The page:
Union Square station at 5pm was a complete madhouse as approximately 4,000 riders arrived around the same time. The Police Captain wandering around with the megaphone looked like he would much rather be somewhere else. I asked a couple of the policemen if I could take pictures of them with some of the riders and they immediately backed away saying their captain was in a bad mood and would nail them for being too friendly.
The Police were generally cool but kept trying to herd the hordes out of the station and in the end succeeded in pushing them out into Union Square. Where it was very much like Occupy Wall Street all over again
“Mind check” was a common call to grab the attention of the crowd. A lot of people got up on dustbins and were encouraged to share their stories of hardship caused by having to wear pants. How traumatized they’d been by cruel parents insisting they wear pants to school when all the children wanted to do was run naked everywhere. Obviously many of these stories were very much tongue in cheek.
One girl got up and after writhing madly for a moment, informed us all that she knew she was sexy. Which is one of the least sexy things it is possible to do. A guy climbed up and started making a speech about the importance of fat people being able to go naked and how self-conscious he felt. He seemed to be in reasonable shape as far as I could see. But then he pulled his jacket open and horrified us with the rolls of fat on his stomach. But he got a big round of applause for his courage.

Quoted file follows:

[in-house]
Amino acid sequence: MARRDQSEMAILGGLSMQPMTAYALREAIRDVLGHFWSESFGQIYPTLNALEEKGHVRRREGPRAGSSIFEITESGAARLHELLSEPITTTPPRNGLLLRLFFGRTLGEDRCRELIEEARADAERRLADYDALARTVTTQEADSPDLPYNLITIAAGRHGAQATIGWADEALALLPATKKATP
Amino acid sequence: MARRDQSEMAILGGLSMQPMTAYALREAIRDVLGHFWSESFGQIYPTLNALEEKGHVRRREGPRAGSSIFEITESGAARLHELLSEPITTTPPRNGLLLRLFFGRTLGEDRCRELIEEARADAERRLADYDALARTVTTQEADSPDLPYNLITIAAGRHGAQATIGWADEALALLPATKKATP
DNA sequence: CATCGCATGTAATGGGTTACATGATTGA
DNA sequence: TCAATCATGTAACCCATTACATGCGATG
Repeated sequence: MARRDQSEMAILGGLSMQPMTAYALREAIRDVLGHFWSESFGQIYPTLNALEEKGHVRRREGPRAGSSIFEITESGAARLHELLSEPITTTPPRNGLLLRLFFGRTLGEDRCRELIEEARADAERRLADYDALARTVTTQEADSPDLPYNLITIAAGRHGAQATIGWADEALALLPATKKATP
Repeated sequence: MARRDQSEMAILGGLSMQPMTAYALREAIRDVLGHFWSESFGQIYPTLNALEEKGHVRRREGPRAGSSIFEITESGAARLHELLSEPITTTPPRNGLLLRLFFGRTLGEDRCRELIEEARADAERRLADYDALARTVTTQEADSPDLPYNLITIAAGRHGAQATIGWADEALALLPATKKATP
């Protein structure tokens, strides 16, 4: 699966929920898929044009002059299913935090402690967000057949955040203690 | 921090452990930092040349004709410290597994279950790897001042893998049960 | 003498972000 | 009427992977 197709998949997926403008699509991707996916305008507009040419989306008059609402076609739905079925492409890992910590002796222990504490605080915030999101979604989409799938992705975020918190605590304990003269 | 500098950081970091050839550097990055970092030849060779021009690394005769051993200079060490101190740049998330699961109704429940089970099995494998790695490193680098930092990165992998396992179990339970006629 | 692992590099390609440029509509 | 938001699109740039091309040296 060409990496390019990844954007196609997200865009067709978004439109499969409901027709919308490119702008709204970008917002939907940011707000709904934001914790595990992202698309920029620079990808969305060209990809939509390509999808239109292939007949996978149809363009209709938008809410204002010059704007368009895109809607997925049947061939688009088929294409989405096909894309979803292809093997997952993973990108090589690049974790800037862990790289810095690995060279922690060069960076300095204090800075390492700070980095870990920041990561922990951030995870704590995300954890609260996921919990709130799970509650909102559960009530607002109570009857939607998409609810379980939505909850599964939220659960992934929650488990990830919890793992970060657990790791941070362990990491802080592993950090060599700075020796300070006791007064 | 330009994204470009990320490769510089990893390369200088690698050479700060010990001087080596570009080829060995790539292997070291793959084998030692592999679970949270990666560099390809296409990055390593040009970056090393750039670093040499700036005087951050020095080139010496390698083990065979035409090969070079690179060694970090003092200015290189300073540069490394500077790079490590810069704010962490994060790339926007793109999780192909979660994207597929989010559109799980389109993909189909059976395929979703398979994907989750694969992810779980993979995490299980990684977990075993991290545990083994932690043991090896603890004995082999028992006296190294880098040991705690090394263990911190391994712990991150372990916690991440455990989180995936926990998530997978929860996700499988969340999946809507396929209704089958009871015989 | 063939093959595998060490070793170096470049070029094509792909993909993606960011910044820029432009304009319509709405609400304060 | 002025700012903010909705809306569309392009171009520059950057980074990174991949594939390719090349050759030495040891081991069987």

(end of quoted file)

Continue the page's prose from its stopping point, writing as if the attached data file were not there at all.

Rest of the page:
Gemini & Scorpio create Underground events of all manner (I once went to an amazing party they had on a huge old sailing ship) and they showed up with their sense of humour flying at full force, encouraging people to get some pants.
Probably the biggest Underground party creators left after the recent retirement of the Danger List would be the ever delightful Winkel & Balktick. W&B had been asked by Charlie to create the very first ‘Official After Party’ so some money could be raised for the proposed documentary on Improv Everywhere being made by Matt Adams. Respect to Winkel & Balktick for once again giving more back into the community than they take. This is an important project so please support it via the Kickstarter page – Matt has already raised an impressive $53,000 in 2 weeks and now has to find another $70,000 in the next 10 days.
The party was held at the Greenwich Village Country Club, a totally surreal slice of weirdness on University one block south of 14th St. Mini Golf, lots of Bar Games as well as mad DJ’s and a crowd that was ready to dance all night made for an impressive end to a superb day.
Watch out for Improv Everywhere. Check their website for great videos of extremely cool pranks. Coming to a space near you.
The Improv Everywhere video from this day is now online and if you want to see more pictures from this great event, check the Gallery in the Reportage section of this website and pass it on to any of your friends who took part. Or didn’t.